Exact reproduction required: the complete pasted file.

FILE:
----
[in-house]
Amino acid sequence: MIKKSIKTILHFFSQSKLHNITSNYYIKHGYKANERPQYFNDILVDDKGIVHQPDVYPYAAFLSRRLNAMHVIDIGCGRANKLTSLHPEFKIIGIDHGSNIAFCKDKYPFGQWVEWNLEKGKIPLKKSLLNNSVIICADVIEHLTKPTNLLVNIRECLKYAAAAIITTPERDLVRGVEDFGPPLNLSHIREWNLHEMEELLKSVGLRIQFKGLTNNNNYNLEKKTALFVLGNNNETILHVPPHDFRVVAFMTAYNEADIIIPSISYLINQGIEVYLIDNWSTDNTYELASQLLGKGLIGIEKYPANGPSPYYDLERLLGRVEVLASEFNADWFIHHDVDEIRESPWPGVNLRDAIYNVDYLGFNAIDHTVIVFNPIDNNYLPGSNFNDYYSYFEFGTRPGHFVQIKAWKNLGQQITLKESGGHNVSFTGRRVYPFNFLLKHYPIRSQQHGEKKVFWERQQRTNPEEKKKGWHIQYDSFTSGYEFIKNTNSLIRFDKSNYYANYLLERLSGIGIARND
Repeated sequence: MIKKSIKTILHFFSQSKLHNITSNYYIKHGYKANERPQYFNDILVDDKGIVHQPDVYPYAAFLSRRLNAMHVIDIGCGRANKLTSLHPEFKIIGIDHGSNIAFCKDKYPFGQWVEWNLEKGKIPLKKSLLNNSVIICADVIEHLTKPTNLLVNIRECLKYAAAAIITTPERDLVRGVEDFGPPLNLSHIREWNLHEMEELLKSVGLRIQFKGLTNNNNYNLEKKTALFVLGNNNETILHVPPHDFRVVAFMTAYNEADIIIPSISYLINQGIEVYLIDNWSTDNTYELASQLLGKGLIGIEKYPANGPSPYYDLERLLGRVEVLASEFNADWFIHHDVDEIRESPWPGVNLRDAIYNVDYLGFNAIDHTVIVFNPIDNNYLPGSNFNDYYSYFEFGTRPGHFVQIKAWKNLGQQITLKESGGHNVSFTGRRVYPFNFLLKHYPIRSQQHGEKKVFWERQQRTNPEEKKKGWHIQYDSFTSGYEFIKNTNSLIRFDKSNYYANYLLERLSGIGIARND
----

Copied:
[in-house]
Amino acid sequence: MIKKSIKTILHFFSQSKLHNITSNYYIKHGYKANERPQYFNDILVDDKGIVHQPDVYPYAAFLSRRLNAMHVIDIGCGRANKLTSLHPEFKIIGIDHGSNIAFCKDKYPFGQWVEWNLEKGKIPLKKSLLNNSVIICADVIEHLTKPTNLLVNIRECLKYAAAAIITTPERDLVRGVEDFGPPLNLSHIREWNLHEMEELLKSVGLRIQFKGLTNNNNYNLEKKTALFVLGNNNETILHVPPHDFRVVAFMTAYNEADIIIPSISYLINQGIEVYLIDNWSTDNTYELASQLLGKGLIGIEKYPANGPSPYYDLERLLGRVEVLASEFNADWFIHHDVDEIRESPWPGVNLRDAIYNVDYLGFNAIDHTVIVFNPIDNNYLPGSNFNDYYSYFEFGTRPGHFVQIKAWKNLGQQITLKESGGHNVSFTGRRVYPFNFLLKHYPIRSQQHGEKKVFWERQQRTNPEEKKKGWHIQYDSFTSGYEFIKNTNSLIRFDKSNYYANYLLERLSGIGIARND
Repeated sequence: MIKKSIKTILHFFSQSKLHNITSNYYIKHGYKANERPQYFNDILVDDKGIVHQPDVYPYAAFLSRRLNAMHVIDIGCGRANKLTSLHPEFKIIGIDHGSNIAFCKDKYPFGQWVEWNLEKGKIPLKKSLLNNSVIICADVIEHLTKPTNLLVNIRECLKYAAAAIITTPERDLVRGVEDFGPPLNLSHIREWNLHEMEELLKSVGLRIQFKGLTNNNNYNLEKKTALFVLGNNNETILHVPPHDFRVVAFMTAYNEADIIIPSISYLINQGIEVYLIDNWSTDNTYELASQLLGKGLIGIEKYPANGPSPYYDLERLLGRVEVLASEFNADWFIHHDVDEIRESPWPGVNLRDAIYNVDYLGFNAIDHTVIVFNPIDNNYLPGSNFNDYYSYFEFGTRPGHFVQIKAWKNLGQQITLKESGGHNVSFTGRRVYPFNFLLKHYPIRSQQHGEKKVFWERQQRTNPEEKKKGWHIQYDSFTSGYEFIKNTNSLIRFDKSNYYANYLLERLSGIGIARND